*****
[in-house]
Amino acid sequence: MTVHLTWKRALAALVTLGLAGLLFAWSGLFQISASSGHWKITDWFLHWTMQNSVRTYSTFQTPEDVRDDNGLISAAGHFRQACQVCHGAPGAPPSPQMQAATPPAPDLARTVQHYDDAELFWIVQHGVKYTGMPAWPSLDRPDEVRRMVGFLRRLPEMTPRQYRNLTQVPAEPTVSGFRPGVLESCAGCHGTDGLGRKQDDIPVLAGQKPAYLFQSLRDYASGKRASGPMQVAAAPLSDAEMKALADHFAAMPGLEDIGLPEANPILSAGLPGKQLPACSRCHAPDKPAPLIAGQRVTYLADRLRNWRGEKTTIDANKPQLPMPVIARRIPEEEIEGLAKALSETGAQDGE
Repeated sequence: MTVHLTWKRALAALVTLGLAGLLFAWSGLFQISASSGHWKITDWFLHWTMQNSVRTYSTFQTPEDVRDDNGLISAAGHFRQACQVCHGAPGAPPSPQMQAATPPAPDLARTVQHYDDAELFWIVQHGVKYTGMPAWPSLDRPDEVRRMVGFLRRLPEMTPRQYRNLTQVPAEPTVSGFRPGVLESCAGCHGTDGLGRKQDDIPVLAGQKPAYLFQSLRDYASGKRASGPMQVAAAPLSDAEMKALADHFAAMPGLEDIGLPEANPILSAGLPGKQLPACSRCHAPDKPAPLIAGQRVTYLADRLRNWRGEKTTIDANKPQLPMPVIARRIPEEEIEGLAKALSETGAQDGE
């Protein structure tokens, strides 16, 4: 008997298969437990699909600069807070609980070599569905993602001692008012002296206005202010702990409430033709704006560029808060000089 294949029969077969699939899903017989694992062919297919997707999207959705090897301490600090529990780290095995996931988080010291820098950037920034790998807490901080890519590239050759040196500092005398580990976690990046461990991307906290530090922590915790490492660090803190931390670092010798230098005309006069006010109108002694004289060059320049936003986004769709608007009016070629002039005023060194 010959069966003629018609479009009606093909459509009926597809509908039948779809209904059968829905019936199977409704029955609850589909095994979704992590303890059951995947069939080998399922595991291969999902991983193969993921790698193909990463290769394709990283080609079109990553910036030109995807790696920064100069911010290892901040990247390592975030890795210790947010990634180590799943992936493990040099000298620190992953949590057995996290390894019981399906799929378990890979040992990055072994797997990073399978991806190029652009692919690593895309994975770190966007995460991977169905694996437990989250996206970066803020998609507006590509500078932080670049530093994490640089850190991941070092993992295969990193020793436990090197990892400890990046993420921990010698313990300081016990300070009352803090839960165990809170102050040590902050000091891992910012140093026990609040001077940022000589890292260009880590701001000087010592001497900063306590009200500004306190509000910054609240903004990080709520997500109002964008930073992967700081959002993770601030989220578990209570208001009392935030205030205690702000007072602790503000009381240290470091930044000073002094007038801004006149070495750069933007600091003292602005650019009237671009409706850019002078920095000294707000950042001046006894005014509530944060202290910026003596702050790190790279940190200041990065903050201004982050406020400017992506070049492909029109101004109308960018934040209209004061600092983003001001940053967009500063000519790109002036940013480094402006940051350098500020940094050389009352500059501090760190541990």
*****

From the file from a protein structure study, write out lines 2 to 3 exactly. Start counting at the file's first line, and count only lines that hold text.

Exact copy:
Amino acid sequence: MTVHLTWKRALAALVTLGLAGLLFAWSGLFQISASSGHWKITDWFLHWTMQNSVRTYSTFQTPEDVRDDNGLISAAGHFRQACQVCHGAPGAPPSPQMQAATPPAPDLARTVQHYDDAELFWIVQHGVKYTGMPAWPSLDRPDEVRRMVGFLRRLPEMTPRQYRNLTQVPAEPTVSGFRPGVLESCAGCHGTDGLGRKQDDIPVLAGQKPAYLFQSLRDYASGKRASGPMQVAAAPLSDAEMKALADHFAAMPGLEDIGLPEANPILSAGLPGKQLPACSRCHAPDKPAPLIAGQRVTYLADRLRNWRGEKTTIDANKPQLPMPVIARRIPEEEIEGLAKALSETGAQDGE
Repeated sequence: MTVHLTWKRALAALVTLGLAGLLFAWSGLFQISASSGHWKITDWFLHWTMQNSVRTYSTFQTPEDVRDDNGLISAAGHFRQACQVCHGAPGAPPSPQMQAATPPAPDLARTVQHYDDAELFWIVQHGVKYTGMPAWPSLDRPDEVRRMVGFLRRLPEMTPRQYRNLTQVPAEPTVSGFRPGVLESCAGCHGTDGLGRKQDDIPVLAGQKPAYLFQSLRDYASGKRASGPMQVAAAPLSDAEMKALADHFAAMPGLEDIGLPEANPILSAGLPGKQLPACSRCHAPDKPAPLIAGQRVTYLADRLRNWRGEKTTIDANKPQLPMPVIARRIPEEEIEGLAKALSETGAQDGE